Where is beauty if not in the eye of the beholder? Can we see beauty in ourselves? How clearly?
Over 250 women’s voices were heard for a yet unpublished study that may bring into focus some issues associated with Breast Augmentation.
Dr. James Namnoum, a Johns Hopkins graduate and expert in cosmetic and reconstructive breast surgery, understands the importance and impact of a large-scale study such as this. Plastic surgeons must, first and foremost, understand the perspective of their patients.
“Communication is essential for everything in life but, in particular, it’s essential when talking to women about their goals with breast augmentation.”
The way that we see ourselves is decidedly different from the way that others see us. In the same fashion, we see ourselves in one way alone and another way when juxtaposed with what is considered ideal. Even then, women and surgeons may have different opinions about what that is!
It is the plastic surgeon’s job to manage all of these various, competing perceptions. They must serve as both translator and architect.
Doctors often speak in languages that sound foreign, despite all the words being in English. But, computer imaging is allowing surgeons to break through the language barrier — there is no mincing of words when it comes to pictures.
Real & Unreal
Women typically enter the plastic surgeon’s office with one word in mind: Natural.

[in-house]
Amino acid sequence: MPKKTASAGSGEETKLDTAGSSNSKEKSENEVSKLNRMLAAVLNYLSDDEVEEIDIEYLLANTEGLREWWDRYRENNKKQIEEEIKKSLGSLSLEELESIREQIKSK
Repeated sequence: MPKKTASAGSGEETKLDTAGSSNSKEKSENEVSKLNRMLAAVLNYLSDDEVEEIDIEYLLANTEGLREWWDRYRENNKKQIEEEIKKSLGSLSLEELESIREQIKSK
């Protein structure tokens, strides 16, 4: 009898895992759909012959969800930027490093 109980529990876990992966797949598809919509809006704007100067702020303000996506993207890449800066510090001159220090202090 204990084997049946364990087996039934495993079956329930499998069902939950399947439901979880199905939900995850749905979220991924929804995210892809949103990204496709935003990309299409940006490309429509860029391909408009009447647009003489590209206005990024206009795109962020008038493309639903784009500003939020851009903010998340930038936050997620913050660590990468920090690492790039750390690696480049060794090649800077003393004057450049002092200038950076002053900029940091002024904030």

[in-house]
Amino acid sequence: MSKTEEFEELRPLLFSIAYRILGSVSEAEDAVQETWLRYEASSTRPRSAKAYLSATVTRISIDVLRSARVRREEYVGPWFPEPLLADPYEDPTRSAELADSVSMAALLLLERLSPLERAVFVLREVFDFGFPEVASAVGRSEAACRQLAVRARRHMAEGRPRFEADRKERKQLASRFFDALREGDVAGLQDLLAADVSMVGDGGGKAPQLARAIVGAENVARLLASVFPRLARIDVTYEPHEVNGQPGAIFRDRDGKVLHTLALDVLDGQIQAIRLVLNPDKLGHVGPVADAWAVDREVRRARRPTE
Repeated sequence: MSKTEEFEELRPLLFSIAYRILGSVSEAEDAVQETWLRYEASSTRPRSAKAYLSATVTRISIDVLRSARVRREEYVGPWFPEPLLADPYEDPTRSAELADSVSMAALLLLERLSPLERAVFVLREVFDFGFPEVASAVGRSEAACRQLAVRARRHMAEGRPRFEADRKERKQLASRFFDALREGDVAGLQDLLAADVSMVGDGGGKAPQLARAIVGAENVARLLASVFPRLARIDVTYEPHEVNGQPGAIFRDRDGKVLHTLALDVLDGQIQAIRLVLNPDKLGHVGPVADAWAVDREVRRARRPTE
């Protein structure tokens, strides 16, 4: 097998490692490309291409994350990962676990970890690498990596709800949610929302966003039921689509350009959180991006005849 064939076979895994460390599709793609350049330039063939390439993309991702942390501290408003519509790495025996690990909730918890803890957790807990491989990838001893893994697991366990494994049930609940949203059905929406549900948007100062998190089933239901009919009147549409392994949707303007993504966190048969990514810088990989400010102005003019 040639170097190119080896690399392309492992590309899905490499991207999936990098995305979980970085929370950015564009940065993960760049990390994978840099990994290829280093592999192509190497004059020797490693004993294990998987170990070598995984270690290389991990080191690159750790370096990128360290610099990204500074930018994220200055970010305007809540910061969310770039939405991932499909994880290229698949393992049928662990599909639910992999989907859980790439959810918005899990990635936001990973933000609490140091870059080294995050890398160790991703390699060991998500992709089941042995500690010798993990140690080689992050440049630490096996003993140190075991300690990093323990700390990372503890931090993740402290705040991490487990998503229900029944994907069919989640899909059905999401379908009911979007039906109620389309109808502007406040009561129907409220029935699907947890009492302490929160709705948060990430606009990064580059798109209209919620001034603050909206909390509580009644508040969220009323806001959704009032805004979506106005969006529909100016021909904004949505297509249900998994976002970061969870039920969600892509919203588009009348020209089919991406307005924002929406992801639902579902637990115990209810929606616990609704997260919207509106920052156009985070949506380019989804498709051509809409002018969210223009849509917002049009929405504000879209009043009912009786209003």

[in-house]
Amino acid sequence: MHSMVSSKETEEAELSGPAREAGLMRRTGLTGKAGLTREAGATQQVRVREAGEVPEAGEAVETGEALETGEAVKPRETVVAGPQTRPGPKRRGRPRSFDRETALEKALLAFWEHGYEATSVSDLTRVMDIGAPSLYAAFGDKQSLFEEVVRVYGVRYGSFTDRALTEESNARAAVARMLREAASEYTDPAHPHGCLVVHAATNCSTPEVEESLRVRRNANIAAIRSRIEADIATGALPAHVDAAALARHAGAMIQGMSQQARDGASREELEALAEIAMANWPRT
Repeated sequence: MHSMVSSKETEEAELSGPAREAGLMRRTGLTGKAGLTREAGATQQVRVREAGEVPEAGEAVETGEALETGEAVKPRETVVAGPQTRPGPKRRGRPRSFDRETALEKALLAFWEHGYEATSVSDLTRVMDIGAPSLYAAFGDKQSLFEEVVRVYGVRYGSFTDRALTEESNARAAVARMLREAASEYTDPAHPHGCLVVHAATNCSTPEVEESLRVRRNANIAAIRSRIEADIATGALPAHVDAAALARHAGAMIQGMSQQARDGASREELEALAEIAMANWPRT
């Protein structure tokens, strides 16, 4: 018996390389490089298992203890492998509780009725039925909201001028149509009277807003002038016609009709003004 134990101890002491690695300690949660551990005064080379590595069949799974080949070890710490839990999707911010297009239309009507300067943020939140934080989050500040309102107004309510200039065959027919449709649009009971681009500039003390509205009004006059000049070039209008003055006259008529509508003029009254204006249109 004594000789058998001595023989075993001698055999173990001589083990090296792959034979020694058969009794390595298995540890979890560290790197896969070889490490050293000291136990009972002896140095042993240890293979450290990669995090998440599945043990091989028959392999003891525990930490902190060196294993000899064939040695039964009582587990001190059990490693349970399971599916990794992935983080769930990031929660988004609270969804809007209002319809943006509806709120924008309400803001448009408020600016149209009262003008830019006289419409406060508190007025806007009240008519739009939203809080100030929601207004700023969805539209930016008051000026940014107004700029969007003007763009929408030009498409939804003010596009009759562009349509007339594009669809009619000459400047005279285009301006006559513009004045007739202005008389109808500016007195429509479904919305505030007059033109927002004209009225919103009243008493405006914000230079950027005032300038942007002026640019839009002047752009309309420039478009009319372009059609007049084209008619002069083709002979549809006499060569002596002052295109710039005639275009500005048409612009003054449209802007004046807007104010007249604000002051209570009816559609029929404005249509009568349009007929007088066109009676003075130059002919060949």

Once past the initial consultation, Dr. Namnoum moves with patients to the digital imaging stage. It is here that he finds discord between what patients say they want and the pictures that they select. At the pictorial level, women appear to gravitate towards larger implants than surgeons would predict.
Dr. Namnoum recognizes a sweet spot that exists between size and shape that implies women’s desire to augment as much as possible while maintaining that air of mystery in the eye of their beholders. Real or Unreal?
Images of large-breasted women pervade cultural media. Procedures are increasingly chosen that provide the look of a push-up bra without the push-up bra.
Marketing and Celebrities have continued to raise the bar of expectations. Beauty is a moving target and it’s moving up. Modern perceptions of Beauty are increasingly about sexuality rather than innocence.
No matter what culture says, it is the plastic surgeon’s job to ensure maximum and open communication with patients. It is the goal of studies like these to redirect focus on the desires of women. While there may be overall tendencies, each woman is unique in her perspective and body, and requires the attention of a well-informed, open-minded surgeon.